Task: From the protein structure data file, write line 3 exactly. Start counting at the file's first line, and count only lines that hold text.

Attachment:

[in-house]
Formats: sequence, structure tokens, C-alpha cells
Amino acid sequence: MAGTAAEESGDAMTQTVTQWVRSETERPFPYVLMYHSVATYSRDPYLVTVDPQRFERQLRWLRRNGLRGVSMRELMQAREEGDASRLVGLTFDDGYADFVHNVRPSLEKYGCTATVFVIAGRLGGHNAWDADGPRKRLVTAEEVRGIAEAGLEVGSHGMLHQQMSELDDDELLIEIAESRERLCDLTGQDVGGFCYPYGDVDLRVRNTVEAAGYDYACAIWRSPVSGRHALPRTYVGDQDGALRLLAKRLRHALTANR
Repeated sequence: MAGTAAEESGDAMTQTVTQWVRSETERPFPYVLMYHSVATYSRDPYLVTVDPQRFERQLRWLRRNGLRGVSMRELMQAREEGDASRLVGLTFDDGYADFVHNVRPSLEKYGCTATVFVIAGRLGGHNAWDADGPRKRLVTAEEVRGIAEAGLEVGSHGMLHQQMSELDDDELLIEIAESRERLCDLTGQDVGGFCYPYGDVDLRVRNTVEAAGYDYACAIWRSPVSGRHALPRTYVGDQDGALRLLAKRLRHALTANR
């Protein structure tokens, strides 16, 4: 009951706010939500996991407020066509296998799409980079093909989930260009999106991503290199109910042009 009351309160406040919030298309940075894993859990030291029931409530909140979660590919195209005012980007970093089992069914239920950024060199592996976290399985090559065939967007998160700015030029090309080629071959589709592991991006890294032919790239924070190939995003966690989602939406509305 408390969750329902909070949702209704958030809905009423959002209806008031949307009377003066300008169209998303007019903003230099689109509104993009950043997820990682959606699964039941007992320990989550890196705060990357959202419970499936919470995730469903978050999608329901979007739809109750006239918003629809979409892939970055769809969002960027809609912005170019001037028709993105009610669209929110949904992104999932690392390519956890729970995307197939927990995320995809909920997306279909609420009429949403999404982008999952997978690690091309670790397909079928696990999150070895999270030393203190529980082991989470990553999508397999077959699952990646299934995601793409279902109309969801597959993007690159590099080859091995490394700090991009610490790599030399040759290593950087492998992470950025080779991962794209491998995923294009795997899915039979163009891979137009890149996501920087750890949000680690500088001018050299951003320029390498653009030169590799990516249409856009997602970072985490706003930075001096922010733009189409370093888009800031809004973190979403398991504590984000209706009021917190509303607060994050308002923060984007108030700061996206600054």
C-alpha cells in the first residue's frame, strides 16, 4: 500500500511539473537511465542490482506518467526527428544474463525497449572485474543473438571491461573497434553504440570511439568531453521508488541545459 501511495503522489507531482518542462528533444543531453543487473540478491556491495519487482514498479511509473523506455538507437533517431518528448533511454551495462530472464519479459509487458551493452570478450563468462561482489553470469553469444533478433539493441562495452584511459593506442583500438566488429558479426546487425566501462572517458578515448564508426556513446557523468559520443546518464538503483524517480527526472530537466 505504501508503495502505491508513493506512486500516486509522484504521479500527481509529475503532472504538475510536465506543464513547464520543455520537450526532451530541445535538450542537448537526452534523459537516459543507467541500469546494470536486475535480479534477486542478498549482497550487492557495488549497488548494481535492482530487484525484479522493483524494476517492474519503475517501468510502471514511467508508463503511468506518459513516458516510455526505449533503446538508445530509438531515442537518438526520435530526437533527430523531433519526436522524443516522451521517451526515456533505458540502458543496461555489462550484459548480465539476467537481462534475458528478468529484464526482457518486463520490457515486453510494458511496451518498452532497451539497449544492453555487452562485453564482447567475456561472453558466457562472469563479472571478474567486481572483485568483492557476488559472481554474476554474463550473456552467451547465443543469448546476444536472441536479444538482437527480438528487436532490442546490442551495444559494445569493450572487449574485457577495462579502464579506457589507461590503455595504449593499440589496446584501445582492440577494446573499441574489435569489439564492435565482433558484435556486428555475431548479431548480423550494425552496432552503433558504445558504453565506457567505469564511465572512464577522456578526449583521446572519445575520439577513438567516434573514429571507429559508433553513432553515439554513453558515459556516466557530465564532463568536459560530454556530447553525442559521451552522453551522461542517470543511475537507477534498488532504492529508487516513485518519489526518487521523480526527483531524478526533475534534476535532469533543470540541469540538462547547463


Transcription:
Amino acid sequence: MAGTAAEESGDAMTQTVTQWVRSETERPFPYVLMYHSVATYSRDPYLVTVDPQRFERQLRWLRRNGLRGVSMRELMQAREEGDASRLVGLTFDDGYADFVHNVRPSLEKYGCTATVFVIAGRLGGHNAWDADGPRKRLVTAEEVRGIAEAGLEVGSHGMLHQQMSELDDDELLIEIAESRERLCDLTGQDVGGFCYPYGDVDLRVRNTVEAAGYDYACAIWRSPVSGRHALPRTYVGDQDGALRLLAKRLRHALTANR